This line of reasoning from human data shifts the spotlight to ANFs, particularly to high threshold, low spontaneous rate ANFs synapsing on IHCs with high-frequency tuning which have been implicated in tinnitus (see “Tinnitus and neural plasticity”). Animal data show that ribbon synapses on these ANFs are more vulnerable to noise damage than those on low threshold ANFs (Furman et al. 2013; Kujawa and Liberman 2009) and that damage to them does not recover with time (Kujawa and Liberman 2009; Lin et al. 2011). When input–output (loudness growth) functions are measured in an animal model after noise trauma, the output of the cochlea measured by ABR wave I is reduced at high sound intensities reliant on these fibers, whereas wave IV is enhanced (Kujawa and Liberman 2009) revealing increased central gain. Human data fit this pattern remarkably well, showing reduced wave I amplitude (Gu et al. 2012; Schaette and McAlpine 2011) and increased wave V amplitude (Gu et al. 2012) as well as steeper input–output functions measured behaviorally in individuals with tinnitus and normal thresholds (<15 dB HL) compared to age- and hearing level-matched controls (Hébert et al. 2013).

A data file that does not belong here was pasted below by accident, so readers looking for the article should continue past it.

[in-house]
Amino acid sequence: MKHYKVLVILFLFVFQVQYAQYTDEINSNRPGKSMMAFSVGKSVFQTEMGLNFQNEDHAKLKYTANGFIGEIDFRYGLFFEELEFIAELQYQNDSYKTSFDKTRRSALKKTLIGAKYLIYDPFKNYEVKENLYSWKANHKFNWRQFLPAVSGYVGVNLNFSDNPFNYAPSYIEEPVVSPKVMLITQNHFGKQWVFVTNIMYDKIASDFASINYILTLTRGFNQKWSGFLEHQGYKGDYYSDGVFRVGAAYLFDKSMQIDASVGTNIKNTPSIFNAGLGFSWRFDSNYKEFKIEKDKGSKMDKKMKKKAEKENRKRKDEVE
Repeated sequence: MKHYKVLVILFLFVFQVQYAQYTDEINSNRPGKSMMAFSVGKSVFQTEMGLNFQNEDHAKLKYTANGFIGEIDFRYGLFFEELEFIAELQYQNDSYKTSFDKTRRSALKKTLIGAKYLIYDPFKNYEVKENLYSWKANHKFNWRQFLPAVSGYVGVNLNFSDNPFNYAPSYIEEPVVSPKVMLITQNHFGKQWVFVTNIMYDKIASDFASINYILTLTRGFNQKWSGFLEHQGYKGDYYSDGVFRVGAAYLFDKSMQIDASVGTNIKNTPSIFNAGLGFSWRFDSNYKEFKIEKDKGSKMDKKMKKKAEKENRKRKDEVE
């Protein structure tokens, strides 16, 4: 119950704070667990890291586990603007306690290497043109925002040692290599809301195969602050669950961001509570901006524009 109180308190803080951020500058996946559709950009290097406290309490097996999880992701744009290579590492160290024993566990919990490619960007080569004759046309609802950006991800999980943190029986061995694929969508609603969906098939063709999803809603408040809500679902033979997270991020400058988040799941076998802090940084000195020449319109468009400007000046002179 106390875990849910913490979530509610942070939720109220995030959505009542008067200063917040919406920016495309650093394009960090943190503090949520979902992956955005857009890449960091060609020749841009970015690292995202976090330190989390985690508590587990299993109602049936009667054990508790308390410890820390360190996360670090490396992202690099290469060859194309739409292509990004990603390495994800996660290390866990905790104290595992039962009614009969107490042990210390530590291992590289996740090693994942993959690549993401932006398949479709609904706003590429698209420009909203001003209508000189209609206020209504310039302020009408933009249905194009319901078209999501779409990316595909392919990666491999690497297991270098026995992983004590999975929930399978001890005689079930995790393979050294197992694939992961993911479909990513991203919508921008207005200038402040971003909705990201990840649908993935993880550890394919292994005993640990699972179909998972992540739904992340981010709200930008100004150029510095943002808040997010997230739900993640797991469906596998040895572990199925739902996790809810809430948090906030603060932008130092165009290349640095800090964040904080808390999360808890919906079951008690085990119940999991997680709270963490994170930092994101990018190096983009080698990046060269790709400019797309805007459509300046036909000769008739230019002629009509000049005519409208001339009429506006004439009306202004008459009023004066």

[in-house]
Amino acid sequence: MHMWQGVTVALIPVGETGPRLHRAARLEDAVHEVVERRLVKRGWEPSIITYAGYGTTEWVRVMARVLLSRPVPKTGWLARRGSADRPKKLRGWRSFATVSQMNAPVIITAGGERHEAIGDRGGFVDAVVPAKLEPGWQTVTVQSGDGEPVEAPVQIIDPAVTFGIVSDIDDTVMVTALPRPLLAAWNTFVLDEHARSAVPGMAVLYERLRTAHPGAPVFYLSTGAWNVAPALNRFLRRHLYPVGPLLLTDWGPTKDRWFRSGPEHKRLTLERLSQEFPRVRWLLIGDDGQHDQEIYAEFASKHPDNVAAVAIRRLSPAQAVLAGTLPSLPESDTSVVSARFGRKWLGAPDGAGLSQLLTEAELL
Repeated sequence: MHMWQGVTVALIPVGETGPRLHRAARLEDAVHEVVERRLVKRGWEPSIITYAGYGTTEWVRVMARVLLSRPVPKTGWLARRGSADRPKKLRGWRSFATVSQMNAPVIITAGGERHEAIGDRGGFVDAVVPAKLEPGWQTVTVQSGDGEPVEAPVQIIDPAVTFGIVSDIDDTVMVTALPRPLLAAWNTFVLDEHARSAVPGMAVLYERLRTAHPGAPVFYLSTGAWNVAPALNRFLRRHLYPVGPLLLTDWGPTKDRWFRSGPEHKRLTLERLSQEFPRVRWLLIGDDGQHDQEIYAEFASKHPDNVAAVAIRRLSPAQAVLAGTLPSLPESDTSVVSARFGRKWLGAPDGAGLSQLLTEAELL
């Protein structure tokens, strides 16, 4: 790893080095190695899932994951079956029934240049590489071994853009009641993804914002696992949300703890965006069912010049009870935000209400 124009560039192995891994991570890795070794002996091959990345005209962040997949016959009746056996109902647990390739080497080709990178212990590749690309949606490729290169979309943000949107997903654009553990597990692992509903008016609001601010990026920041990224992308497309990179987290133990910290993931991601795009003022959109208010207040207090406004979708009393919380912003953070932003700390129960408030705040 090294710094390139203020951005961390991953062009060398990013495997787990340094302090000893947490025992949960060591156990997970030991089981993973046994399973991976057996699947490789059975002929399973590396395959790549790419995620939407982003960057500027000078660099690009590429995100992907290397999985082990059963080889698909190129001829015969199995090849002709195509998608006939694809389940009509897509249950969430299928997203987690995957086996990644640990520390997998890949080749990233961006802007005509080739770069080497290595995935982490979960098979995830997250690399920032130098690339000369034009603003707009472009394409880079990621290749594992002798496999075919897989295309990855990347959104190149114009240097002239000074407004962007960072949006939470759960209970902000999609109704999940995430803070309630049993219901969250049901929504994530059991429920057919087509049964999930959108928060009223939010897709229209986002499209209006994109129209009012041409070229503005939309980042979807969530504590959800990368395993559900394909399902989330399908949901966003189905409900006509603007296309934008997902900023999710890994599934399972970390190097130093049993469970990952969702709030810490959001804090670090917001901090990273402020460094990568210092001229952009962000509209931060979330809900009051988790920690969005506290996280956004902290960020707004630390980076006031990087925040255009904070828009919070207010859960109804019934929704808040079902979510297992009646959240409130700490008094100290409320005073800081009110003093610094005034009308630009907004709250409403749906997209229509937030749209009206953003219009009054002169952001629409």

Bharadwaj et al. (2014) and others have described a reduction in the number of ANFs responding to supra-threshold sound as “cochlear neuropathy”. The presence of tinnitus itself, as well as abnormal neural and behavioral responses to supra-threshold sounds, could indicate the presence of this condition. Cochlear neuropathy may underlie other disorders of hearing such as difficulties of hearing in noise where the acoustic background may be sufficient to saturate low threshold ANFs, removing their contribution to temporal coding of the speech envelope leaving only that of damaged high threshold ANFs. This point of view places tinnitus in the context of other hearing disorders where temporal processing may be similarly impaired. Parenthetically, this view applied to tinnitus suggests the hypothesis that older persons with threshold shift but not tinnitus (TS–TIN over age 50) may owe their threshold shift primarily to changes in the transduction mechanism associated with aging. Individuals with tinnitus closely matched in age to this group may have similar age-related changes in the transduction mechanism giving their threshold shift, but may in addition experience cochlear neuropathy owing to noise exposure in their personal histories giving their tinnitus.